Avatar and the changes we need to see

All the recent insanity in the world has been pretty discouraging and depressing for most of us, and certainly things are reaching dismal levels of violence and intolerance in many places.

Charles Eisenstein – in a couple of his periodic newsletter posts – addresses these horrors and the despair they produce in us, and in his lovely way responds to these things in a way that helps me at least tolerate the insanity because I can understand it better.

Charles gives this example of a little thing that illustrates a source of much of it. He tells of walking with a group of children in a fancy development, and one of the kids grabs a low-hanging branch and swings upside down, as kids do.

Suddenly a car coming up the drive honks, pulls up and the woman inside, identifying herself as ‘a member of the board’, tells the girl to come down, as they “don’t allow this kind of behavior!”

This is Charles’ response:

“I don’t know why that petty incident should hurt more than the carnage around the world, but somehow it got under my skin. Maybe because it is not unrelated to the carnage. The mentality of control, the subduing of the wild, the emphasis on “security” at the expense of life, play, and freedom, the conquest of childhood, the “civilizing” of the Other… all of these threads wrap together into the big ball of earth’s dominant culture.

Maybe it is because the mentality that is disturbed by a child swinging from a tree branch is so far removed from the kind of world I want to live in that I felt that intense pang of hopelessness. What kind of miracle will it take for the kind of people exemplified by this woman (and there are many) to change? Probably it would take a severe shaking of the foundations of their world.”

In his comments this week, he uses the movie Avatar to illustrate how our worldview needs to change if we are to stop the wars and violence that plague us.

He relates that some indigenous people who were shown the movie responded in the same way he did – they thought the movie was beautiful and cool, but they didn’t like the essential message. Charles says they found it offensive “because it was resolved through overcoming the enemy by force and killing the evil person.”

In a recent book, Charles tells about an indigenous group in the Amazon, the Shuar, who are trying to stop mining there, relating their struggle to the movie Avatar as well:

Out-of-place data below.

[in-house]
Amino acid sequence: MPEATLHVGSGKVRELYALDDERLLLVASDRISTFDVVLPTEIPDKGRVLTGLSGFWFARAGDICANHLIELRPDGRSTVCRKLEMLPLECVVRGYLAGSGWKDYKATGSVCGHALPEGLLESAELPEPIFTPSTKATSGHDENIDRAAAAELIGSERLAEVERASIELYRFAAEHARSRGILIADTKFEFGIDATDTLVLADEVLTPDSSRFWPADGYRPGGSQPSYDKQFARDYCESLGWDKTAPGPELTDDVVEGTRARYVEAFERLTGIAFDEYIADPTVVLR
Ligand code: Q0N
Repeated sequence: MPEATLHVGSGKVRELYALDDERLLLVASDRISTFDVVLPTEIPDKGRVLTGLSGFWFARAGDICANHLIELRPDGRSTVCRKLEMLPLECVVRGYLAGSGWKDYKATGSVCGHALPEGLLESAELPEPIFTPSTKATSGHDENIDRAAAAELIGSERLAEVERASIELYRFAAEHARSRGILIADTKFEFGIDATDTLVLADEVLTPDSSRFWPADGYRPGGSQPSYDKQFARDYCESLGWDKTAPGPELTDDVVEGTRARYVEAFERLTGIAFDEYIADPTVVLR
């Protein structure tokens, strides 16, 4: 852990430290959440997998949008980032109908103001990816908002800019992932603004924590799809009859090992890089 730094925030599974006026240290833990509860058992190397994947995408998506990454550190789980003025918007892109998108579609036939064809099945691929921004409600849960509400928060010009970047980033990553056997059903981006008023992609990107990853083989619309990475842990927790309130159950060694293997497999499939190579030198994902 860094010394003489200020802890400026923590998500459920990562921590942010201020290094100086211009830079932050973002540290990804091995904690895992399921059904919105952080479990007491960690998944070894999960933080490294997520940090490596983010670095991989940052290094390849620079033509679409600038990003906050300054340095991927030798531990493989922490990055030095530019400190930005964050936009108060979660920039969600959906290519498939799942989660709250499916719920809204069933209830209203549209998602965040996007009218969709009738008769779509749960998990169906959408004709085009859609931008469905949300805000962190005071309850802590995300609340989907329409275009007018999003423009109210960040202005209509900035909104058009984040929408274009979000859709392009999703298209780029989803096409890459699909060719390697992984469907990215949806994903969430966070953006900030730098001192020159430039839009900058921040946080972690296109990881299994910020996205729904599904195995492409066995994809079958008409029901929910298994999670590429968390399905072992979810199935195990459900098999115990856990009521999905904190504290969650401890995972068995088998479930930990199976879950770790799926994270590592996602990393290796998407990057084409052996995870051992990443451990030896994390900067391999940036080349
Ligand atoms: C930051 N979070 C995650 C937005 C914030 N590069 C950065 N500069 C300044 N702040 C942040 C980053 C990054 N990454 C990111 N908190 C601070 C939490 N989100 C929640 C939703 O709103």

….So for example, in the movie Avatar, which closely parallels the situation of the Shuar, the fictional Na’vi overcome the spaceships and artillery of the human invaders with spears, bows and arrows, and large animals. When the chief human general is killed, then the victory is complete. There is no other way, since he is depicted as irredeemable. Fortunately, the Shuar seem not to be infected with the virus of the ideology of “evil.” They are not fighting the mining companies. They are fighting the mining.

I would have liked to see a different ending to Avatar. I would have liked to see the planet infiltrate the nervous systems of the humans so that, when they destroyed its world-tree, they themselves felt the pain of it, erasing the us/them divide that enabled them to see the planet as a mere source of resources. That is precisely the change of perception that our civilization needs to undergo. Because I don’t think that the Shuar are going to overcome us with their spears.

Charles goes on to relate that some of his friends have encouraged the filmmaker (James Cameron) to make a sequel incorporating this idea. He says, “I can hardly imagine how powerful that movie could be if it added this extra element of the worldview of interbeing to its message of the sacredness and intelligence and interconnectedness of all life.”

 

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